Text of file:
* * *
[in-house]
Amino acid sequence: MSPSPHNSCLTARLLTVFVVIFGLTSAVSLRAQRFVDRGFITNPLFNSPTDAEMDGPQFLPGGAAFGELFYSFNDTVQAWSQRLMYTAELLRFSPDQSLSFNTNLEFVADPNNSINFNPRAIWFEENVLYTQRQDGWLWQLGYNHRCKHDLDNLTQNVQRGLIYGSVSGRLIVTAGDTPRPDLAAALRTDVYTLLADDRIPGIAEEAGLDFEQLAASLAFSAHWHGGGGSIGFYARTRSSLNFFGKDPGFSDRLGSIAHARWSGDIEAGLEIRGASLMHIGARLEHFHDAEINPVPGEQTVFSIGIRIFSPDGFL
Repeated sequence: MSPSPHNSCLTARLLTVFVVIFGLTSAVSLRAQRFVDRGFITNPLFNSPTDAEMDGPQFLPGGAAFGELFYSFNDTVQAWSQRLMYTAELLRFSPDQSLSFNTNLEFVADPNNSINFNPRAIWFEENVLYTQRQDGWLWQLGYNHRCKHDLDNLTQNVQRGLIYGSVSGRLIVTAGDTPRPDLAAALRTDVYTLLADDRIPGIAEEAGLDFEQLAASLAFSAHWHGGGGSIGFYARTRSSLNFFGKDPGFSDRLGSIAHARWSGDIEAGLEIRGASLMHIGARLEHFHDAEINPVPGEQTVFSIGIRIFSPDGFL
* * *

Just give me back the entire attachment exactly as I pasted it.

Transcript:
[in-house]
Amino acid sequence: MSPSPHNSCLTARLLTVFVVIFGLTSAVSLRAQRFVDRGFITNPLFNSPTDAEMDGPQFLPGGAAFGELFYSFNDTVQAWSQRLMYTAELLRFSPDQSLSFNTNLEFVADPNNSINFNPRAIWFEENVLYTQRQDGWLWQLGYNHRCKHDLDNLTQNVQRGLIYGSVSGRLIVTAGDTPRPDLAAALRTDVYTLLADDRIPGIAEEAGLDFEQLAASLAFSAHWHGGGGSIGFYARTRSSLNFFGKDPGFSDRLGSIAHARWSGDIEAGLEIRGASLMHIGARLEHFHDAEINPVPGEQTVFSIGIRIFSPDGFL
Repeated sequence: MSPSPHNSCLTARLLTVFVVIFGLTSAVSLRAQRFVDRGFITNPLFNSPTDAEMDGPQFLPGGAAFGELFYSFNDTVQAWSQRLMYTAELLRFSPDQSLSFNTNLEFVADPNNSINFNPRAIWFEENVLYTQRQDGWLWQLGYNHRCKHDLDNLTQNVQRGLIYGSVSGRLIVTAGDTPRPDLAAALRTDVYTLLADDRIPGIAEEAGLDFEQLAASLAFSAHWHGGGGSIGFYARTRSSLNFFGKDPGFSDRLGSIAHARWSGDIEAGLEIRGASLMHIGARLEHFHDAEINPVPGEQTVFSIGIRIFSPDGFL